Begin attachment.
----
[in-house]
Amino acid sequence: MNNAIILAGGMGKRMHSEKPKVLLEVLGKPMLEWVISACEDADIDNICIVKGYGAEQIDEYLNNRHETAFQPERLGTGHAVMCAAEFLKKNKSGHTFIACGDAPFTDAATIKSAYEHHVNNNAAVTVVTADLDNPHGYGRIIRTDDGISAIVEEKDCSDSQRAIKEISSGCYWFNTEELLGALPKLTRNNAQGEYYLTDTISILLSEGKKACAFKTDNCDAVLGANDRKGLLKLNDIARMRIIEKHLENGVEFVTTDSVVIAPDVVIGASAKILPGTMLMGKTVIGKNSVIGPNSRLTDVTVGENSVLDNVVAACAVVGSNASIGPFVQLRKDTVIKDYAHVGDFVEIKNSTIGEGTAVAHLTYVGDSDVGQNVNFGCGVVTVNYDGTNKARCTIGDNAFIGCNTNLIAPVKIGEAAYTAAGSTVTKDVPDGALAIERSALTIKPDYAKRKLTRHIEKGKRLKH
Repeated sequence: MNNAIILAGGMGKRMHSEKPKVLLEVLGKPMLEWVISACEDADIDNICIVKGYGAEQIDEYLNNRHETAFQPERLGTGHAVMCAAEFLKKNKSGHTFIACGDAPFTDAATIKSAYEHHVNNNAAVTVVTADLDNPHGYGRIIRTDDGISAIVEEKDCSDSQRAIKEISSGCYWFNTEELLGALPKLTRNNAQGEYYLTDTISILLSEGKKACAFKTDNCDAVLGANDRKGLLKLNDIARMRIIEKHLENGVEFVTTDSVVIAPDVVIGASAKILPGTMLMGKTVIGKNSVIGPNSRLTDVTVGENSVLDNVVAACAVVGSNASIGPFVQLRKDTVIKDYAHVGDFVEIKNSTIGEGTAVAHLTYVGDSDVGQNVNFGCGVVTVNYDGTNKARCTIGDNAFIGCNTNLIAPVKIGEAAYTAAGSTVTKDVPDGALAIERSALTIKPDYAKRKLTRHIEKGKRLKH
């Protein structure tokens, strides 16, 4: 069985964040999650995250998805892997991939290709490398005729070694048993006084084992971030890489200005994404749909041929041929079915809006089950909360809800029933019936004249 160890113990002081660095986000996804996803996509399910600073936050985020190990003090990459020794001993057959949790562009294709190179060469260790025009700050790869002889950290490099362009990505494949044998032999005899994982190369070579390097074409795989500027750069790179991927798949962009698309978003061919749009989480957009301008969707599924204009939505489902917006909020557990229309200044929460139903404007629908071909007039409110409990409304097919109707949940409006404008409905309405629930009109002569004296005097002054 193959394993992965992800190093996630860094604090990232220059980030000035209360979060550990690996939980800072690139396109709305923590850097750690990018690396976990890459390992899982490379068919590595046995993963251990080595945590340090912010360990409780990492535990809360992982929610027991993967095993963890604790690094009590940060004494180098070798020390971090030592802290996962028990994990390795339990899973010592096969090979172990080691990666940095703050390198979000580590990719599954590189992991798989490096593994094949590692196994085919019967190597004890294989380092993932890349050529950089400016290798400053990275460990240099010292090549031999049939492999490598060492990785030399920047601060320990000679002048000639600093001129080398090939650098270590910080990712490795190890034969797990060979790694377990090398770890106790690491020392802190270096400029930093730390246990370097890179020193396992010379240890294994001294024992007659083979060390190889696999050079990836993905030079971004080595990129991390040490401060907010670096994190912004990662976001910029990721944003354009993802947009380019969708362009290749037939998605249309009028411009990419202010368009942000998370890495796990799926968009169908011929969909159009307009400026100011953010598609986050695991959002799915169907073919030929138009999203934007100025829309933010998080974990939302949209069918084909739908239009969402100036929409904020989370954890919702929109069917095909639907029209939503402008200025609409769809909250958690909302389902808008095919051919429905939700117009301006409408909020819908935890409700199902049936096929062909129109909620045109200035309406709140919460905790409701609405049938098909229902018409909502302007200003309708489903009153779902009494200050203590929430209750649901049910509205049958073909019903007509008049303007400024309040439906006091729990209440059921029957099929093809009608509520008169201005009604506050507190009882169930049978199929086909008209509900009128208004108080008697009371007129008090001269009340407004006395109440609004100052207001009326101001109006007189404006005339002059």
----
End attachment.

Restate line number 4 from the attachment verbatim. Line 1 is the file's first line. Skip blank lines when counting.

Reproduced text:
């Protein structure tokens, strides 16, 4: 069985964040999650995250998805892997991939290709490398005729070694048993006084084992971030890489200005994404749909041929041929079915809006089950909360809800029933019936004249 160890113990002081660095986000996804996803996509399910600073936050985020190990003090990459020794001993057959949790562009294709190179060469260790025009700050790869002889950290490099362009990505494949044998032999005899994982190369070579390097074409795989500027750069790179991927798949962009698309978003061919749009989480957009301008969707599924204009939505489902917006909020557990229309200044929460139903404007629908071909007039409110409990409304097919109707949940409006404008409905309405629930009109002569004296005097002054 193959394993992965992800190093996630860094604090990232220059980030000035209360979060550990690996939980800072690139396109709305923590850097750690990018690396976990890459390992899982490379068919590595046995993963251990080595945590340090912010360990409780990492535990809360992982929610027991993967095993963890604790690094009590940060004494180098070798020390971090030592802290996962028990994990390795339990899973010592096969090979172990080691990666940095703050390198979000580590990719599954590189992991798989490096593994094949590692196994085919019967190597004890294989380092993932890349050529950089400016290798400053990275460990240099010292090549031999049939492999490598060492990785030399920047601060320990000679002048000639600093001129080398090939650098270590910080990712490795190890034969797990060979790694377990090398770890106790690491020392802190270096400029930093730390246990370097890179020193396992010379240890294994001294024992007659083979060390190889696999050079990836993905030079971004080595990129991390040490401060907010670096994190912004990662976001910029990721944003354009993802947009380019969708362009290749037939998605249309009028411009990419202010368009942000998370890495796990799926968009169908011929969909159009307009400026100011953010598609986050695991959002799915169907073919030929138009999203934007100025829309933010998080974990939302949209069918084909739908239009969402100036929409904020989370954890919702929109069917095909639907029209939503402008200025609409769809909250958690909302389902808008095919051919429905939700117009301006409408909020819908935890409700199902049936096929062909129109909620045109200035309406709140919460905790409701609405049938098909229902018409909502302007200003309708489903009153779902009494200050203590929430209750649901049910509205049958073909019903007509008049303007400024309040439906006091729990209440059921029957099929093809009608509520008169201005009604506050507190009882169930049978199929086909008209509900009128208004108080008697009371007129008090001269009340407004006395109440609004100052207001009326101001109006007189404006005339002059």